Indeed, to be sure of enumerating all the words, on {a,b,c}, say, just
enumerate the words having length 1, then length 2, etc. And order just
alphabetically the words having the same length. On the alphabet
{a,b,c}, this gives

a, b, c, aa, ab, ac, ba, bb, bc, ca, cb, cc, aaa, aab, aac, aba, abb,
abc, aca, acb, acc, baa, bab, bac, bba, bbb, bbc, bca, bcb, bcc, ...

I hope you see that this gives a bijection between N and A° (the set of
words on A, which in this example is {a, b, c}. Purist would add the
empty word in front.
From this you can give another proof that Q is enumerable (= in
bijection with N). Indeed all rational numbers, being a (reduced)
fraction, can be written univocally as a word in the finite alphabet
{0, 1, 2, 3, 4, 5, 6, 7, 8, 9, /}. Example 456765678 / 9898989 (I have
added blank for reason of readibility, but those are not symbols taken
from the alphabet).
Another important example, the set of all programs in any programming
language. For some language, like Python for example, you have to put
explicitly the "enter", or "carriage return" key symbol in the
alphabet, of course.

5) Let N be the set {0, 1, 2, 3, 4, 5, 6, ...}, as usual. Let N' be a
sort of copy or relabeling of N, that is N' = {0', 1', 2', 3', 4', 5',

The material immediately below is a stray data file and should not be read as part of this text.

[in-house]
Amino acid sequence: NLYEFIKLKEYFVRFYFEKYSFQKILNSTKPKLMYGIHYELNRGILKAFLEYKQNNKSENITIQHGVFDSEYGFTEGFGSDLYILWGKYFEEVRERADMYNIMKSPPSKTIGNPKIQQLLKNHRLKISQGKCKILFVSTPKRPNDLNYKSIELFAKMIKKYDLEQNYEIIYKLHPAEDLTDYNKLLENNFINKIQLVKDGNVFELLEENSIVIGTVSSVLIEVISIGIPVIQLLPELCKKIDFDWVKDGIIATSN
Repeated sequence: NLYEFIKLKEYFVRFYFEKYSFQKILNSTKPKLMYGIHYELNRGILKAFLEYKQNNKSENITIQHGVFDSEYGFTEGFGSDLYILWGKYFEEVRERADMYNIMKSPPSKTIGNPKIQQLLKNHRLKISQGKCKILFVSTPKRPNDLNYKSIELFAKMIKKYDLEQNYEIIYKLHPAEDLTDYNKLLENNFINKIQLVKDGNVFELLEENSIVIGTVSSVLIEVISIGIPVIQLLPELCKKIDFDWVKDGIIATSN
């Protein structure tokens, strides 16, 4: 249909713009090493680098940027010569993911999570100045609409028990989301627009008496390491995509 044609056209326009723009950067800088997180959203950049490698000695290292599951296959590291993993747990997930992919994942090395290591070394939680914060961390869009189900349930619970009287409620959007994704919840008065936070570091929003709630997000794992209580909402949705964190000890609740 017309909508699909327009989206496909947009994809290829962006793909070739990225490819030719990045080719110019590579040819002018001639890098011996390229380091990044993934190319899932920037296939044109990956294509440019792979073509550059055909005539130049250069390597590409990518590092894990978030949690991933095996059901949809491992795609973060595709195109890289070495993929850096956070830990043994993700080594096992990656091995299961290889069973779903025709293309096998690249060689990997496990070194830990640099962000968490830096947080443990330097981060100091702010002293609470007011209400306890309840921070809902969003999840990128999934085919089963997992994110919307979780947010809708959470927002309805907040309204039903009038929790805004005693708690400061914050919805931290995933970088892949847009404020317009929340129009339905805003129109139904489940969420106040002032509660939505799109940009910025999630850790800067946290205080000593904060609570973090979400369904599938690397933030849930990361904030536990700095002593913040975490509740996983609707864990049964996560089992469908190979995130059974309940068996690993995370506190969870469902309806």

6', ...}.
What are really object like 5' is not relevant except that we consider
that any x is different from any x'. (usually mathematician formalize
N' by NX{0}, or NX{1}, but that are details).

Is N U N' in bijection with N ?

Sure, NUN' = {0, 0', 1, 1', 2,  2', 3, 3', 4, 4', 5, 5', 6, 6', 7, 7',
8, 8', ...}, and

0, 0', 1, 1', 2,  2', 3, 3', 4, 4', 5, 5', 6, 6', 7, 7', 8, 8', ... is
indeed an enumeration of NUN' (bijection from N to the set NUN'). You
can see it as the result of a zigzagging between

0,  1,  2,  3,   4,  5,  6, ...
0', 1', 2',  3',  4', 5',  6', ...  (do the drawing if you want to see
the zigzag).

Is the infinite union NUN'UN''UN'''UN''''U ... still enumerable?
Yes, just zigzag on

0,     1,     2,     3,     4,     5,       6, ...
0',     1',    2',    3',     4',    5',      6', ..
0'',    1'',   2'',    3'',    4'',    5'',     6'', ...
0''',   1''',  2''',    3''',   4''',    5''',    6''', ...
0'''',  1'''',  2'''',   3'''',   4'''',   5'''',   6'''', ...
0''''', 1''''',  2''''',  3''''',   4''''',  5''''',  6''''',
...

this gives, starting from up left:

0, 1, 0', 0'', 1', 2, 3, 2', 1'', 0''', 0'''', 1''', 2'', 3', 4, 5, 4',
3'', 2''', 1'''',  0''''', 0'''''', ...

and gives an enumeration (bijection with N) of the infinite union
NUN'UN''UN'''UN''''U ...

Remark: for those who recall the transfinite ordinal we have met when
we have try to give a good answer to the first fairy, you can realize
that if we put on each set N', N'', N''', etc. the usual order (so that
3''' < 5''') for example, and if we extend those orders on the all
infinite union by deciding that x^{n strokes} < y^{m strokes} in case m
is bigger than n (whatever are x and y),  we get transfinite ordinal
number.

Example
omega is just N
omega+omega is the ordinal of the order:
0,     1,     2,     3,     4,     5,       6, ...   0',     1',
2',     3',     4',     5',       6', ...

omega* omega = omega+omega+omega+omega+omega+omega+omega+ ... = the
ordinal of the order